With Nosencrantz insisting in spending her days tucked into an empty shelf behind my nightstand, I decided she should at least have a bed. So last night, I quickly crocheted one for her.

Before I was done, Turmeric was isolated in my room with me, Butterscotch and Nosencrantz for her fast. B & N were not impressed with the company. Turmeric is one of the cats that has been the most aggressive towards them. Particularly towards Nosencrantz. So they were both hiding in their nests, while Turmeric roamed the rest of the room.

Which is why Turmeric got to test out the new bed, first!

It looks so tiny compared to her from this angle. Trust me; it’s large enough for a cat to curl up in! 😀

When the girls did the evening cat stuff (which is when they get wet cat food), Turmeric was tucked into the bathroom until B & N were finished eating.

It was not a good night.

Normally, once the other cats are closed out, so that B & N can at least get some wet cat food, uninterrupted, that’s when they come out and eat, drink, use the litter, and play.

I don’t get a lot of sleep these days.

They couldn’t do that as much, last night. Of course, there was no other food once the bowls with the wet cat food were cleared away. Just water. At least three times during the night, I had actual cat fights happen as Turmeric went after Nosencrantz! Poor thing. Then, when I wasn’t breaking up cat fights, I was fending of Turmeric attention, as she decided the best way to get at Nosencrantz’s cubby hole was by first snuggling my face and licking my nose (because noses are delicious, apparently), then making a dash for the opening behind my night stand.

So adorable and nasty, at the same time!

I finally got some sleep, just in time for my alarm to go off. I had given myself extra time, so I figured I could set my timer for half an hour and still have time to get ready to go.

I think I forgot to hit the start button.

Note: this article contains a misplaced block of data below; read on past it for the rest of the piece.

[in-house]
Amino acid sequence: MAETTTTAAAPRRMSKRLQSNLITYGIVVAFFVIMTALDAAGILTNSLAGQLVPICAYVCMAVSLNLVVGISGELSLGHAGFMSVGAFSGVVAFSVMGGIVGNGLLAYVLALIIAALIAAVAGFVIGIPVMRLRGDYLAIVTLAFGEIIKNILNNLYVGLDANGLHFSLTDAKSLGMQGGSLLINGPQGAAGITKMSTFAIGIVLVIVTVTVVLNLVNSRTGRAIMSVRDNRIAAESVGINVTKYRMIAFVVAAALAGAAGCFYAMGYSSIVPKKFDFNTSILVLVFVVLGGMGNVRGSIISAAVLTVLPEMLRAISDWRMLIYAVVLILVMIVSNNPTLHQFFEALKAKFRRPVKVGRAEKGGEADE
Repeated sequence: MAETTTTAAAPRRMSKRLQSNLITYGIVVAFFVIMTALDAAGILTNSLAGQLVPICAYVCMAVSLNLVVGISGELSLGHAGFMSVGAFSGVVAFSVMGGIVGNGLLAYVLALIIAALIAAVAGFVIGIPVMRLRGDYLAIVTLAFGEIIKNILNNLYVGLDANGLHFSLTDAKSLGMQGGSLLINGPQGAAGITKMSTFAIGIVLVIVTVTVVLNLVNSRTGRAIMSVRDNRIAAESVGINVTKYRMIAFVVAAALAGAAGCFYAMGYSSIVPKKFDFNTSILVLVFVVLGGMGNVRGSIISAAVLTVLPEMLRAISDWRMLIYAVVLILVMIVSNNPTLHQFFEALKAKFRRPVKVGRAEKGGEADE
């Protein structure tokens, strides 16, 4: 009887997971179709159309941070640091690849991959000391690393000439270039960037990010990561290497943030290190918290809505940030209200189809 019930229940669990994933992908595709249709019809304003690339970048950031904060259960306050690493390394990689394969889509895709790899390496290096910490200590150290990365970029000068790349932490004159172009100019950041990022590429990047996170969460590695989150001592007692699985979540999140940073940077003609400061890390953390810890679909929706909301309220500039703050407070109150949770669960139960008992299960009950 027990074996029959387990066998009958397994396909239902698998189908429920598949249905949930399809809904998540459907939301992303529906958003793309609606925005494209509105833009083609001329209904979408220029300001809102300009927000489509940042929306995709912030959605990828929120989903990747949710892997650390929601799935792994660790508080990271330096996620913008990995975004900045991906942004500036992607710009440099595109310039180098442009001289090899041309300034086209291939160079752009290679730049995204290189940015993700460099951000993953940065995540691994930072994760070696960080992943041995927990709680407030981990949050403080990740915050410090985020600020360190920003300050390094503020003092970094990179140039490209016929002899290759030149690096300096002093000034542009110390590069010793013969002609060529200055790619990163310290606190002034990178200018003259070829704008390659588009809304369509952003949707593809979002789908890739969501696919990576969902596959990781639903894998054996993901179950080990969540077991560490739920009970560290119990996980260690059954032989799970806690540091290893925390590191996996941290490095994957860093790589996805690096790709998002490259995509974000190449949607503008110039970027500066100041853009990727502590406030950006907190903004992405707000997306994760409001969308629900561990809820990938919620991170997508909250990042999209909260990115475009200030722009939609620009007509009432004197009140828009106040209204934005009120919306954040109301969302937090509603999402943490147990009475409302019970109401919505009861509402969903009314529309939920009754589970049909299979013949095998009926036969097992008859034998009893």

An hour later, I woke up and had to start scrambling! I didn’t have time to do the morning cat stuff, though once I had Turmeric in the carrier, I had enough time to put food out for the outside cats – startling away several deer in the yard – before we left.

Turmeric wasn’t too impressed with being carried, but once in the van, she settled down very quickly.

She even took a bit of a nap.

What a face.

Drop off time was for when the vet clinic opened, and I got there early – though when I checked my phone, the appointment was for a half hour later. I hadn’t needed to rush so much! No matter. They had no problem taking her when they opened.

My daughter usually has been doing this part, since the mask thing because an issue. The restriction is lifted, but there were still signs all over, stating that they were a “health care facility” and required masks.

They had zero issue with my maskless face.

The paperwork was done. The Cat Lady and her new rescue are covering the cost of the spay, while the tattoo is a clinic freebie. The pain meds for afterwards is not covered, but we might still have enough left over from when Beep Beep and Fenrir were done. I checked the bottle when I got home, and I think we’ll pick up more, just in case. The doses are low – especially for such light cats (Turmeric weighed in at just over 5 pounds) – but I’d rather have extra than not enough.

As I write this, she should be out of surgery and recovering. We’re set to pick her up at 3:30, though they’ll call us when she is ready.